Through the Looking Glass Children's Book Reviews

Mallory Vs. Max

Mallory Vs. Max

Laurie Friedman
Illustrator:  Tamara Schmitz 
Fiction  Series
For ages 7 to 9
Lerner, 2006   ISBN: 978-1575058634

Mallory is very upset because her brother Max has been told that he can get a pet dog. Mallory cannot understand why Max wants a dog. The McDonald family already has a cat, Cheeseburger, so why would they want to spoil things by getting a dog. Mallory stages a protest listing ten reasons why they should not get a dog, and she is outraged when her protests are firmly shot down.

The following Saturday, the entire family goes to the pet store to look at dogs. Mallory is annoyed on many fronts. Not only does she not want Max to get a dog, but her Saturday routine has been upset, and her friend Joey has enthusiastically agreed to help Max choose a dog. Joey is supposed to be her friend, and he has defected to the enemy.

Joey’s big sister Winnie warns Mallory that the new dog will be treated as if it is “the president.” Mallory already feels that Max gets too much attention as it is, and now she finds out that there is a chance that this situation is only going to get worse.

Max does not like any of the dogs at the pet store, so the next day the family goes to a farm to look at some puppies. Joey goes along, and Mallory’s friend Mary Ann meets them at the farm so that Mallory can have some company. Unfortunately, Mary Ann pretty much ignores Mallory. She, and everyone else, is far too interested in looking at the puppies.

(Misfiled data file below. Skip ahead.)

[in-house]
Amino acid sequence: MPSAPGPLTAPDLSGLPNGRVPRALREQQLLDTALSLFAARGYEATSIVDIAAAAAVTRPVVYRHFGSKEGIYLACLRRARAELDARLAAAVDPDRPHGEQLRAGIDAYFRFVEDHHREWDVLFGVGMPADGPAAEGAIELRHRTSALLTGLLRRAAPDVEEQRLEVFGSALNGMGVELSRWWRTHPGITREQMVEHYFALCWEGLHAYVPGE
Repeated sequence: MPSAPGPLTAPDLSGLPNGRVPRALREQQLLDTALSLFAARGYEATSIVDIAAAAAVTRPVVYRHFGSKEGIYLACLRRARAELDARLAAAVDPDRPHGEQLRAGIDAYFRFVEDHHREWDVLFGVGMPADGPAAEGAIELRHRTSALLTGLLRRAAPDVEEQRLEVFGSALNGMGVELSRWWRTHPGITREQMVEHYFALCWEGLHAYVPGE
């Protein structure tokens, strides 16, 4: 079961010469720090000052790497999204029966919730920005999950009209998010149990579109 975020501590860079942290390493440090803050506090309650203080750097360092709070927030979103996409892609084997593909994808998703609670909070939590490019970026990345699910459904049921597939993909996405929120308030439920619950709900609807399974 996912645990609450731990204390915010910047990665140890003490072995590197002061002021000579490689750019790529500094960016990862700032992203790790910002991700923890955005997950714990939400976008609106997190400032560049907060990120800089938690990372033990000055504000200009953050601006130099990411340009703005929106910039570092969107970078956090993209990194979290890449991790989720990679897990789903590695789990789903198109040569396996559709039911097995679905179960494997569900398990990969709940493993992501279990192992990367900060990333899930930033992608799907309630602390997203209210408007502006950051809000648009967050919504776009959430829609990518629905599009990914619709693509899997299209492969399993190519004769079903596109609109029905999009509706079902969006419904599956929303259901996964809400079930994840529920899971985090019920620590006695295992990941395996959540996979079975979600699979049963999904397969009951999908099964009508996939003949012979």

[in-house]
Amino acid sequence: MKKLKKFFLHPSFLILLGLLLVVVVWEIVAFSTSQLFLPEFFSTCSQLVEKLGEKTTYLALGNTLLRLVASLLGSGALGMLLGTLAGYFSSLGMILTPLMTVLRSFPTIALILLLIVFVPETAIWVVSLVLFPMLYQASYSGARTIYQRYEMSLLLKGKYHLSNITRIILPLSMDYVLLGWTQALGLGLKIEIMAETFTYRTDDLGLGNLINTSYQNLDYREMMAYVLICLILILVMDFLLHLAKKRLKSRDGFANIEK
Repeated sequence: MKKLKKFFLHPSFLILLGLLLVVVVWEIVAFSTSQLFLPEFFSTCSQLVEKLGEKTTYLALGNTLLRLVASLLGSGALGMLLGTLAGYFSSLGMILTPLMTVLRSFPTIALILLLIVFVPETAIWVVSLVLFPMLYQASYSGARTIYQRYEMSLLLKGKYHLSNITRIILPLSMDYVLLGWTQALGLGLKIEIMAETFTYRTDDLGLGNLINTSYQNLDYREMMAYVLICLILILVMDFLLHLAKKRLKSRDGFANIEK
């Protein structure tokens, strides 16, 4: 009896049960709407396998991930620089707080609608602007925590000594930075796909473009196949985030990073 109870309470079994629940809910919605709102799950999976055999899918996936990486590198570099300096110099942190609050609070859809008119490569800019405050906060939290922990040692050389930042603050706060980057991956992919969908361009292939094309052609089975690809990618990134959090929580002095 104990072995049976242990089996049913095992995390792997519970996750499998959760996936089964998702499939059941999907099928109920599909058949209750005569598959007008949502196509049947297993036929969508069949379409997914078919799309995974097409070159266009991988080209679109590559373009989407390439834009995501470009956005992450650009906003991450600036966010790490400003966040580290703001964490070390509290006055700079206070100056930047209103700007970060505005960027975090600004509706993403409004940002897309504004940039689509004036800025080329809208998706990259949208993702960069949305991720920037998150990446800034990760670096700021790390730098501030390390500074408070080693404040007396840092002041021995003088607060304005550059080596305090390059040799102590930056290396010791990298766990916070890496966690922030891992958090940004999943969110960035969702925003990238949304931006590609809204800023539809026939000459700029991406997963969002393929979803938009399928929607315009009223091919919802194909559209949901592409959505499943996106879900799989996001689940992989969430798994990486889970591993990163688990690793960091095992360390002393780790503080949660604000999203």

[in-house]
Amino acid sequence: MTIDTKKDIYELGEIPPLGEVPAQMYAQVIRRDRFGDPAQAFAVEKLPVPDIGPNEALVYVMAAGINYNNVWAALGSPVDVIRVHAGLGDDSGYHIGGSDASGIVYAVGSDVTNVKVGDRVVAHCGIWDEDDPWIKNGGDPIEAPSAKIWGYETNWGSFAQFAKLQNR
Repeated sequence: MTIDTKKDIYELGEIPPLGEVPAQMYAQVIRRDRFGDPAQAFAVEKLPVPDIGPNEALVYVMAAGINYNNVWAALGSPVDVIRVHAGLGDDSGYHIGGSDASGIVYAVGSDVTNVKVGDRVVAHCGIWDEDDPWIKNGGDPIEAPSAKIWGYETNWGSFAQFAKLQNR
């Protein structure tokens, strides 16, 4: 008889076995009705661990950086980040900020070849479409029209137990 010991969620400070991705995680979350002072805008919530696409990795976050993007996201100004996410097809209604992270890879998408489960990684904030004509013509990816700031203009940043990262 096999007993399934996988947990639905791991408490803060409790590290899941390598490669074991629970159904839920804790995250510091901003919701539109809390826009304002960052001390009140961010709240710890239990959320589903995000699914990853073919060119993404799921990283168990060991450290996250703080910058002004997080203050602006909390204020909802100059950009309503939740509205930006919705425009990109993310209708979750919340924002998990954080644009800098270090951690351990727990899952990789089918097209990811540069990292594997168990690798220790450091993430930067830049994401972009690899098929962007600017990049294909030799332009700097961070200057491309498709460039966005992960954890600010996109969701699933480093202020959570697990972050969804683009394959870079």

This being ignored business only gets worse when they take the new puppy, Champ, home. Champ becomes the center of attention, and when Mallory complains, she is told that she needs to change her “attitude” or she will be “punished.” How unfair!

Change is inevitable, but this does not mean it is easy to get used to. In this funny and at the same time sensitive book, we see how one girl struggles to deal with a change in her life. In addition to accepting that life never stays the same, she has to come to terms with the idea that she can’t always be the center of attention, and that being part of a family means that you have to learn how to be a part of a team.

This is the third book in the Mallory series, and like all the other books, it is written from Mallory’s point of view. The story is punctuated with Mallory’s lists, letters, and other documents.

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